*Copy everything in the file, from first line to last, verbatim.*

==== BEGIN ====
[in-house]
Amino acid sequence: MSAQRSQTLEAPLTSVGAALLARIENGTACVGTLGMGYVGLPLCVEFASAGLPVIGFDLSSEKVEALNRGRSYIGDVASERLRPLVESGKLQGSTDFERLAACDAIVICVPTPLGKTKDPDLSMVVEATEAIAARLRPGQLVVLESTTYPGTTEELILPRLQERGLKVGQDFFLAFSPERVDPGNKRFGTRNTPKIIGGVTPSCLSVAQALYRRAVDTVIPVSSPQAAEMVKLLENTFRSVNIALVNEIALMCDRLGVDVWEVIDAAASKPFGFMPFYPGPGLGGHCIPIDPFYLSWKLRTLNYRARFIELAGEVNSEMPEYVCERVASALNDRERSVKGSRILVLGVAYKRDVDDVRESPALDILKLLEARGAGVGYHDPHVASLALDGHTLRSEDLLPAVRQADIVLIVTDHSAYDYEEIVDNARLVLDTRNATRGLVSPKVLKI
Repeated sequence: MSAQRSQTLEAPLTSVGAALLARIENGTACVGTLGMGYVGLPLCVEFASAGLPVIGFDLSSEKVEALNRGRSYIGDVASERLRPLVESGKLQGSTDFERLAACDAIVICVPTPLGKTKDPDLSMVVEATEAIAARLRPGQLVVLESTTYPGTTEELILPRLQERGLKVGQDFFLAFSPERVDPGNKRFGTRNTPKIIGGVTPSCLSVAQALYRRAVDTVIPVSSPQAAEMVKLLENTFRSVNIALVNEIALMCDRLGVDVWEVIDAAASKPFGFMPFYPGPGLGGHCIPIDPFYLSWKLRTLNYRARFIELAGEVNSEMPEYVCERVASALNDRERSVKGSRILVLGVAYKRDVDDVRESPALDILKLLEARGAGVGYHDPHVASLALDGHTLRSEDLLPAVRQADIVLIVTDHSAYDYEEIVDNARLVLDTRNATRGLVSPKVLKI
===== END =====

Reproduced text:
[in-house]
Amino acid sequence: MSAQRSQTLEAPLTSVGAALLARIENGTACVGTLGMGYVGLPLCVEFASAGLPVIGFDLSSEKVEALNRGRSYIGDVASERLRPLVESGKLQGSTDFERLAACDAIVICVPTPLGKTKDPDLSMVVEATEAIAARLRPGQLVVLESTTYPGTTEELILPRLQERGLKVGQDFFLAFSPERVDPGNKRFGTRNTPKIIGGVTPSCLSVAQALYRRAVDTVIPVSSPQAAEMVKLLENTFRSVNIALVNEIALMCDRLGVDVWEVIDAAASKPFGFMPFYPGPGLGGHCIPIDPFYLSWKLRTLNYRARFIELAGEVNSEMPEYVCERVASALNDRERSVKGSRILVLGVAYKRDVDDVRESPALDILKLLEARGAGVGYHDPHVASLALDGHTLRSEDLLPAVRQADIVLIVTDHSAYDYEEIVDNARLVLDTRNATRGLVSPKVLKI
Repeated sequence: MSAQRSQTLEAPLTSVGAALLARIENGTACVGTLGMGYVGLPLCVEFASAGLPVIGFDLSSEKVEALNRGRSYIGDVASERLRPLVESGKLQGSTDFERLAACDAIVICVPTPLGKTKDPDLSMVVEATEAIAARLRPGQLVVLESTTYPGTTEELILPRLQERGLKVGQDFFLAFSPERVDPGNKRFGTRNTPKIIGGVTPSCLSVAQALYRRAVDTVIPVSSPQAAEMVKLLENTFRSVNIALVNEIALMCDRLGVDVWEVIDAAASKPFGFMPFYPGPGLGGHCIPIDPFYLSWKLRTLNYRARFIELAGEVNSEMPEYVCERVASALNDRERSVKGSRILVLGVAYKRDVDDVRESPALDILKLLEARGAGVGYHDPHVASLALDGHTLRSEDLLPAVRQADIVLIVTDHSAYDYEEIVDNARLVLDTRNATRGLVSPKVLKI